Jan. 8 (NBD) -- U.S. electric carmaker Tesla Inc. on Monday broke ground for its Shanghai factory, its first plant outside the U.S. and the largest-ever foreign-invested manufacturing project in Shanghai.
The new plant, with an investment of over 50 billion yuan (7.3 billion U.S. dollars), is designed with an annual capacity of 500,000 electric cars.
The facility is expected to churn out about 250,000 vehicles annually in the first phase, and that capacity will double over time.
Tesla is not the only electric carmaker that eyes Yangtze River Delta region. Nio, known as a Tesla challenger in China, also plans to build a new factory in Shanghai.
It was reported last February that Nio would build a factory in Jiading District, Shanghai. The planned plant was said to cover an area of 800 mu (about 533,333 square meters).
As the National Development and Reform Commission, China's top planning body, issued tougher new regulations on investment in the auto industry last December to tighten the screws on companies adding manufacturing capacity, the threshold for newly-established new energy vehicle (NEV) firms has been increased and competition among NEV firms for production licenses has been intensified.
Prior to the new rules, China only handed out 15 production licenses to carmakers with the first given in 2016, according to the 21st Century Business Herald news agency.
The new rules stipulate that auto investment projects approved by local governments will be no longer subject to central government approval. However, the new regulations also state that only if existing NEV projects in a province have been completed and reached the designed annual capacity, shall the province approves new NEV investment projects.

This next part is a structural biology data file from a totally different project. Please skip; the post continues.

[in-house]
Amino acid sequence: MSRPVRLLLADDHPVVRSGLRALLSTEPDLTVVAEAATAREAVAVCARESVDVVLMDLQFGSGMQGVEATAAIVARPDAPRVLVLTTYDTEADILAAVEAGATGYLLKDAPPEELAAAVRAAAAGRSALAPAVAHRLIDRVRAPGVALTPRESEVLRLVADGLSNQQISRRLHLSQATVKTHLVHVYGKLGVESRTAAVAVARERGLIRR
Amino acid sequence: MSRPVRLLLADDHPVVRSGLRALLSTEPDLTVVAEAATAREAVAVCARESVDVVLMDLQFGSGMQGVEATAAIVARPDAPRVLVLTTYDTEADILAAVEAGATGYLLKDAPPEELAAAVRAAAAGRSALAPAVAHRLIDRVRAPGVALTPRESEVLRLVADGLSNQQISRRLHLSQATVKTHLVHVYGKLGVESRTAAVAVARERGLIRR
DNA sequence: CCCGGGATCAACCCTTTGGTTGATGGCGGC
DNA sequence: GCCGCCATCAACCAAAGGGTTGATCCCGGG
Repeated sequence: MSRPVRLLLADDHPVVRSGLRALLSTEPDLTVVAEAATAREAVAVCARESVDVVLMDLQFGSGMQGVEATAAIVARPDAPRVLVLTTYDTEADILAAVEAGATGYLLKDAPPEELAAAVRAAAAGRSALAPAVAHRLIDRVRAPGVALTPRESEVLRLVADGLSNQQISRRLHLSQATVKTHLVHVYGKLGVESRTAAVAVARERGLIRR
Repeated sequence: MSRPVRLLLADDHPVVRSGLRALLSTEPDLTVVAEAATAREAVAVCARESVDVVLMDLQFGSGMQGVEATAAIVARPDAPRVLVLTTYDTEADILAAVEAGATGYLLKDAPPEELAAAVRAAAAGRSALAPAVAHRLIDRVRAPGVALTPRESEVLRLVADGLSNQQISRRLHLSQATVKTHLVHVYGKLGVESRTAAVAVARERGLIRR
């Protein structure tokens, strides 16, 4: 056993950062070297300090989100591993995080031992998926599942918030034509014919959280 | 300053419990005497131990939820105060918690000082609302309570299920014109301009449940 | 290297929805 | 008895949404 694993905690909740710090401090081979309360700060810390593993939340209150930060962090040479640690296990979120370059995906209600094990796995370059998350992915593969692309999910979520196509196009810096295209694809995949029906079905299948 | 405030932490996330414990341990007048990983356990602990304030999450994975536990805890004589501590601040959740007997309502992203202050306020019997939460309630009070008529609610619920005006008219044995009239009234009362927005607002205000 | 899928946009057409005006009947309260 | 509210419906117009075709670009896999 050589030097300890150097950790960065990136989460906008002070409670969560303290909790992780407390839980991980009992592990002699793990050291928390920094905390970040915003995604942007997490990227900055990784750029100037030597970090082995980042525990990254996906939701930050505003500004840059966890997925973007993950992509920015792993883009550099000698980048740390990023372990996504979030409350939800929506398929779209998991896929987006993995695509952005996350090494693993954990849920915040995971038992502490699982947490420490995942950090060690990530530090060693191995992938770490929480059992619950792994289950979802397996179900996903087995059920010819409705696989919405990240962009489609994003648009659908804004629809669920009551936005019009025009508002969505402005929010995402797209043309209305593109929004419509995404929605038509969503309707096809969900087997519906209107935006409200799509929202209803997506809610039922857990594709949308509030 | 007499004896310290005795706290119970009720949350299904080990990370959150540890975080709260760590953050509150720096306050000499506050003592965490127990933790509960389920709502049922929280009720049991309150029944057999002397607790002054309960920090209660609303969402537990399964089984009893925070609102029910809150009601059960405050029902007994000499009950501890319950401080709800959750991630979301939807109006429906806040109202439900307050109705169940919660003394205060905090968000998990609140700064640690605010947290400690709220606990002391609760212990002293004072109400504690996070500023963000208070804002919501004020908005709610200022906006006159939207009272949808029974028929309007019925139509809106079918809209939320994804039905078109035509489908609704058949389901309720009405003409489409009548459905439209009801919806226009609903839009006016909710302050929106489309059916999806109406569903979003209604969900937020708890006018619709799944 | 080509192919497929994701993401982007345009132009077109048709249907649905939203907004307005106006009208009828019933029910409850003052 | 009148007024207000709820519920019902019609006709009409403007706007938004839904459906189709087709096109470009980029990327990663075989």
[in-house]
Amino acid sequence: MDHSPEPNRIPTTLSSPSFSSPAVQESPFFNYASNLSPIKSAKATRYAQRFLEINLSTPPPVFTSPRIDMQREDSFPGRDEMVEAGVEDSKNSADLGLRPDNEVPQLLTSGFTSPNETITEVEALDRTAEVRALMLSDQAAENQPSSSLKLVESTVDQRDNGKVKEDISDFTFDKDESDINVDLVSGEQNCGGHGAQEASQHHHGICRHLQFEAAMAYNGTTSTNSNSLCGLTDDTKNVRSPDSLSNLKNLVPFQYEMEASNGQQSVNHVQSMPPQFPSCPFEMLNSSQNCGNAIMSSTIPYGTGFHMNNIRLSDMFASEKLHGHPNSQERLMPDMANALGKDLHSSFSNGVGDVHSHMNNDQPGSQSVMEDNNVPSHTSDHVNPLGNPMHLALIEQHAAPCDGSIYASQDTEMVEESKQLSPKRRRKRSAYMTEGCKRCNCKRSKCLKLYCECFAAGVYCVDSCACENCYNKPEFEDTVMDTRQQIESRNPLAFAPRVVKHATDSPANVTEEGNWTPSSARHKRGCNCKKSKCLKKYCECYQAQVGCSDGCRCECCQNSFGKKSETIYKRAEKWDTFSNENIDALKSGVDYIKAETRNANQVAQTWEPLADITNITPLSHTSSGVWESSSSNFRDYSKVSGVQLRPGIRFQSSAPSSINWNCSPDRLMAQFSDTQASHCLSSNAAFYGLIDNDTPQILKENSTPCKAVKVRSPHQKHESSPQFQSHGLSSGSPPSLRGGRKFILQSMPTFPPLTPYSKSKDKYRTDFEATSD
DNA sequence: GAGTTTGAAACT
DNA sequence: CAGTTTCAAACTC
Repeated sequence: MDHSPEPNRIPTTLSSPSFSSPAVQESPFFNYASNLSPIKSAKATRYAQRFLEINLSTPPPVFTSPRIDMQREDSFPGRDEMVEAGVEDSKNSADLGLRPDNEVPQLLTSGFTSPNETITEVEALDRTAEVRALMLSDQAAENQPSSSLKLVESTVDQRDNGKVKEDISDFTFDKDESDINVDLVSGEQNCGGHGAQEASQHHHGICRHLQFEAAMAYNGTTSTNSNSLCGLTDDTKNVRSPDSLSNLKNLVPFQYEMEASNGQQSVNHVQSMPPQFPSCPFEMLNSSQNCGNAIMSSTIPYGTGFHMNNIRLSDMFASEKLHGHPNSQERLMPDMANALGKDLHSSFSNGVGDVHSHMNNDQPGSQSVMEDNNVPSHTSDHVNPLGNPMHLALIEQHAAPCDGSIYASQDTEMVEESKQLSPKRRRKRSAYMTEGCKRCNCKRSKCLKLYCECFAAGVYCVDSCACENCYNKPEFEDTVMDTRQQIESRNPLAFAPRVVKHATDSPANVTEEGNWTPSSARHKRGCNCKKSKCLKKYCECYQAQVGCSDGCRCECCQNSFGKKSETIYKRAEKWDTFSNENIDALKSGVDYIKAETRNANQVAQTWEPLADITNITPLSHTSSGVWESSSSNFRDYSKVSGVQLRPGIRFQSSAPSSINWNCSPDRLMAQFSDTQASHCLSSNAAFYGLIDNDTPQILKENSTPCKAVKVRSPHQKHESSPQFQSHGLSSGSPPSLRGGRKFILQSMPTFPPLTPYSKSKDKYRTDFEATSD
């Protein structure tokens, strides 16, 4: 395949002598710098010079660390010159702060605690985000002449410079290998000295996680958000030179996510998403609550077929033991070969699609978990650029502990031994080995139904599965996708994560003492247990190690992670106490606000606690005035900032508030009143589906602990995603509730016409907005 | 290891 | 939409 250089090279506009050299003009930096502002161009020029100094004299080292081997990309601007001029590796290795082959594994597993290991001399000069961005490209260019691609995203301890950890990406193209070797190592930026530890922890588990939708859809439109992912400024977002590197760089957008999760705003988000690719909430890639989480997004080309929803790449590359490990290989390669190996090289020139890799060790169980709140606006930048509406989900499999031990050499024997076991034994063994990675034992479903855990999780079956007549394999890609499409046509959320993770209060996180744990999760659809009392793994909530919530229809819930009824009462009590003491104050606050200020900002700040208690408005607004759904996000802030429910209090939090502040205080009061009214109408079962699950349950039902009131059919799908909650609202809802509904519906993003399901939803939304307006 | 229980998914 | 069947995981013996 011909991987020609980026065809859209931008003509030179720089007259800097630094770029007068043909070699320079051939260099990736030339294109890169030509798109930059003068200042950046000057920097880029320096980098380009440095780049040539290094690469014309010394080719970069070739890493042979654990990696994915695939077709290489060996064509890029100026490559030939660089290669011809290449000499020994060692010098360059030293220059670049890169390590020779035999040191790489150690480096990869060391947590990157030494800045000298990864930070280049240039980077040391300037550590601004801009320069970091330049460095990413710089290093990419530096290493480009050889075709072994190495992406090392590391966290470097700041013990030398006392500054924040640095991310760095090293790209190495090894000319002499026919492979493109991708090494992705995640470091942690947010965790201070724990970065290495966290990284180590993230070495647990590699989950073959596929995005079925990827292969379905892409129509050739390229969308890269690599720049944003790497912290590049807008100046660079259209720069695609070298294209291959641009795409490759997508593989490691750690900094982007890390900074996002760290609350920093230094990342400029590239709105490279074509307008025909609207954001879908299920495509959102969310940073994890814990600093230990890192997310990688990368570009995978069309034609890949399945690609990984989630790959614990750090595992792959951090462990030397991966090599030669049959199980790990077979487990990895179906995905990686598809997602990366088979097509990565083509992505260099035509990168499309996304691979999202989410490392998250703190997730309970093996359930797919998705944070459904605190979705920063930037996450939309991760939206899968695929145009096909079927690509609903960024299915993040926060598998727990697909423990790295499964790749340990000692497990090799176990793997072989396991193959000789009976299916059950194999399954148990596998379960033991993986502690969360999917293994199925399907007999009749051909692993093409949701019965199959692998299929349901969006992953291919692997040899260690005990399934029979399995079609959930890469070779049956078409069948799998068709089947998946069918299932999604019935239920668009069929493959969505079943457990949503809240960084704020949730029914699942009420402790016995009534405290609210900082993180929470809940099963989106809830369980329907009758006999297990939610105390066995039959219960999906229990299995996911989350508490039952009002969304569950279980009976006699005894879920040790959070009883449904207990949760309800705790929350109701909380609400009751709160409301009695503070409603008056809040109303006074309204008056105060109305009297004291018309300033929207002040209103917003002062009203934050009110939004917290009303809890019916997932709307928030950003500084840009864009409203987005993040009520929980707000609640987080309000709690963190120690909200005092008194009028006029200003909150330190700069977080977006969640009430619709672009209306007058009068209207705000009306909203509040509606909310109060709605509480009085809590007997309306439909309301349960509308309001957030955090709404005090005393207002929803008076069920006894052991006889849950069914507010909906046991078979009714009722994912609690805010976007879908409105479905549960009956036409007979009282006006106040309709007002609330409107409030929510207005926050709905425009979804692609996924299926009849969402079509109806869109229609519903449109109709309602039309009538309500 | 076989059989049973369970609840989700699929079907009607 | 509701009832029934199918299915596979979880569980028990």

That means if Tesla becomes the first carmaker in Shanghai to obtain the license, it will be hard for Nio to get the approval in a short time, and vice versa, an auto industry insider said to the 21st Century Business Herald.
Construction plan of Nio's factory in Shanghai is in progress, but if the new regulations are enforced to the full, the construction will possibly be approved after Tesla finishes construction of its Shanghai plant, a source close to Nio told the 21st Century Business Herald, adding that the situation facing Nio is not a particular case.
An official with the Shanghai Commission of Economy and Information Technology Monday said to the 21st Century Business Herald that the commission hasn't received information concerning Nio's Jiading plant and the detailed progress is subject to official statements. But the official also noted that if Nio and authorities of Jiading District have signed the contract, the project is unlikely to stop.
In the views of Zeng Zhiling, general manager of Shanghai-based auto market intelligence firm LMC Automotive, the new regulations are aimed to encourage investors to improve existing capacity through restructuring instead of building new plants." Taking Shanghai for example, it doesn't make much sense to add new capacity here. Since the country's auto industry already has enough capacity in place, why bother to invest a large amount of money in building new factories?"
The new rules also help legitimize the OEM (original equipment manufacturer) production model, which Nio employed to produce its ES8 and ES6 models in partnership with Jianghuai Automobile, Zeng held.
Cao He, chairman of a Beijing-base auto investment company, argued that the OEM model isn't a long-term solution, underlining that a carmaker must have its own plant.